I grew up on a farm with high iron water. I don't remember much about it other than the stains on the sinks and toilet. I do remember that the folks spent a pretty good bit of money on water softeners but I don't remember if that did anything significant.
--
J.C.


"bill allemann" < snipped-for-privacy@sbcglobal.netINVALID> wrote in message
  Click to see the full signature.
Add pictures here
<% if( /^image/.test(type) ){ %>
<% } %>
<%-name%>
Add image file
Upload
George gave you the correct answer. You will have no choice in that you *will be required* to hook on. And there's often a hefty charge to do so in many parts of the country. (In dryer parts of the country, it's around $6,000 for water/sewer connect.)
Even with municipal water you may still find you need conditioning to remove hard water ions, (water softeners are only good at removing small amounts of clear-water iron, red-water iron almost always requires a special iron filter, as well-as a water softener.)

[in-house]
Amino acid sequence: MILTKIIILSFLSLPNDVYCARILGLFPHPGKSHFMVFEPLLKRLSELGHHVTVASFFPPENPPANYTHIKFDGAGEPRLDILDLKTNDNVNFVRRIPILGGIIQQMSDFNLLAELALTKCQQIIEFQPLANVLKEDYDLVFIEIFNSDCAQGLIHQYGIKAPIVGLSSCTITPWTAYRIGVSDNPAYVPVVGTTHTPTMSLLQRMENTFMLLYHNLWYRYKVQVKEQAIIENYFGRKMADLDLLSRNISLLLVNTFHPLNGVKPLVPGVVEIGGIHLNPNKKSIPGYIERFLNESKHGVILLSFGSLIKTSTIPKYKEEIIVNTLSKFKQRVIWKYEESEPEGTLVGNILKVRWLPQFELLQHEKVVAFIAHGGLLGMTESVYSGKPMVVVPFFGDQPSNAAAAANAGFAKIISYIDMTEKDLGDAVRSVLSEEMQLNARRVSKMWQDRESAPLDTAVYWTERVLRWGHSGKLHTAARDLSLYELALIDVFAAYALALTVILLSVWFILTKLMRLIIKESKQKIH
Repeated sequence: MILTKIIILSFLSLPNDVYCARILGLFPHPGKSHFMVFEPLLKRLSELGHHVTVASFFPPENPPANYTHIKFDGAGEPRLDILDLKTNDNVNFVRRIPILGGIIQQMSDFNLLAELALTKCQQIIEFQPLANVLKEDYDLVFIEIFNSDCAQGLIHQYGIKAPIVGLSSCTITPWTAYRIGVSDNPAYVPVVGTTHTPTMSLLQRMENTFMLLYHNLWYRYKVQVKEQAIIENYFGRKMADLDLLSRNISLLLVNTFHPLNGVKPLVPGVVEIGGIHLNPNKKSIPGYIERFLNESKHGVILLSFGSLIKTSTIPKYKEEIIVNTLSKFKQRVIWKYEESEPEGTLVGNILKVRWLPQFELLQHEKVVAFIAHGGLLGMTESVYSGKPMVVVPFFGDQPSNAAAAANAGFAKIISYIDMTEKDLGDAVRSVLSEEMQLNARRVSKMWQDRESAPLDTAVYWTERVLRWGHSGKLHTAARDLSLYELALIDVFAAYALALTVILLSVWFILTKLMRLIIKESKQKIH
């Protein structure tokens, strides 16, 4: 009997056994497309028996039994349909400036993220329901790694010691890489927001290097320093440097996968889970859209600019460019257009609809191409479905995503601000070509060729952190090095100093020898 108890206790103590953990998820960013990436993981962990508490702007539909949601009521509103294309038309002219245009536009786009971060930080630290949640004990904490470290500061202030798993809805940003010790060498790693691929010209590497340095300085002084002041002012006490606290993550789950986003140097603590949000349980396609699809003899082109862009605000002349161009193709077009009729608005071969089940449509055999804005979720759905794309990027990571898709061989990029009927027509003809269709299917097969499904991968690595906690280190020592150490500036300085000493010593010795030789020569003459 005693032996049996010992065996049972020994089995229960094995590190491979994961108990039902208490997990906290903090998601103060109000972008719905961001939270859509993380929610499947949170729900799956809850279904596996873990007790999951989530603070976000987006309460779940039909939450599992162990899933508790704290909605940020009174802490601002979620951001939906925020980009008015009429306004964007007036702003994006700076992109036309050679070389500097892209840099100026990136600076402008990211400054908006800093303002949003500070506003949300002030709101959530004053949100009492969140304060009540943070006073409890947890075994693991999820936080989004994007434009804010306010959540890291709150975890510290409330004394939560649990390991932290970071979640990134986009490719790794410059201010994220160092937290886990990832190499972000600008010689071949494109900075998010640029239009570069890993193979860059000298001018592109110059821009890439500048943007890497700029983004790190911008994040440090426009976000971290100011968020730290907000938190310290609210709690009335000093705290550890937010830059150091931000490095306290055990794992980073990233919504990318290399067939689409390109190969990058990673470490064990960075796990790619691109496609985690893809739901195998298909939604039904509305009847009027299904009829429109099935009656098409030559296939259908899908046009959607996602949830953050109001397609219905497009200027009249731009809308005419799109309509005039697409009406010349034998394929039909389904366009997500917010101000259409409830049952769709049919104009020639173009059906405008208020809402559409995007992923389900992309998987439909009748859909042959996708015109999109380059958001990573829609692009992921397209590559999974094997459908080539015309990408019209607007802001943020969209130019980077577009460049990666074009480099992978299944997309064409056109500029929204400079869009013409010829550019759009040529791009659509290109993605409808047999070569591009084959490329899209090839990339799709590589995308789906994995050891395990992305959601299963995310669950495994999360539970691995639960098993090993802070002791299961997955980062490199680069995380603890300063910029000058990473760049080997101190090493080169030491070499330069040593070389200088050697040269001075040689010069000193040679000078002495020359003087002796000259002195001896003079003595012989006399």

You could still have a well for landscaping if you wanted, but you would not be permitted to use the water as potable if municipal water is available.
As far as the service line is required, I would go with plastic (PEX or CPVC, PEX is less expensive), and oversize it (you will thank yourself later.) Tree roots should not a problem. You will probably need a licensed plumber to make the municipal connection.
Dennis

Add pictures here
<% if( /^image/.test(type) ){ %>
<% } %>
<%-name%>
Add image file
Upload

Related Threads

    HomeOwnersHub.com is a website for homeowners and building and maintenance pros. It is not affiliated with any of the manufacturers or service providers discussed here. All logos and trade names are the property of their respective owners.